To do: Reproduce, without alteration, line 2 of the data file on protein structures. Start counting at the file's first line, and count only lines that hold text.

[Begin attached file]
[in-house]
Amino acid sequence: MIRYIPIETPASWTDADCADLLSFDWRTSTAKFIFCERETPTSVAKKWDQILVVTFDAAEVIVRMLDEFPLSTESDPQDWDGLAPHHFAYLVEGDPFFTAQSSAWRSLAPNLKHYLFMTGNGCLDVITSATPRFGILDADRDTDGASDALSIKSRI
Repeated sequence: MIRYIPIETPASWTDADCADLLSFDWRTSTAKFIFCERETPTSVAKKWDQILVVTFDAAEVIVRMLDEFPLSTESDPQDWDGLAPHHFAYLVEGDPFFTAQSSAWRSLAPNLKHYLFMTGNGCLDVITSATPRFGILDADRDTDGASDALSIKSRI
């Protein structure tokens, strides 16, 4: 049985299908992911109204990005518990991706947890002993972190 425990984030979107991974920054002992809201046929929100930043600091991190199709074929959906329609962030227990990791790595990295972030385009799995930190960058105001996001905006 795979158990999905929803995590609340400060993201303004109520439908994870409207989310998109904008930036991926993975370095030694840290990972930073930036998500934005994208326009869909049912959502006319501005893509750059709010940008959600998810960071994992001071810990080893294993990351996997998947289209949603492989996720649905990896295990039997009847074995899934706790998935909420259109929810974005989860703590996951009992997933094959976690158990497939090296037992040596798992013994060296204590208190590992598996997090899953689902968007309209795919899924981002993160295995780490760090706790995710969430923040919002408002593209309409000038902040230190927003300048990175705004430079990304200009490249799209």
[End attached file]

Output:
Amino acid sequence: MIRYIPIETPASWTDADCADLLSFDWRTSTAKFIFCERETPTSVAKKWDQILVVTFDAAEVIVRMLDEFPLSTESDPQDWDGLAPHHFAYLVEGDPFFTAQSSAWRSLAPNLKHYLFMTGNGCLDVITSATPRFGILDADRDTDGASDALSIKSRI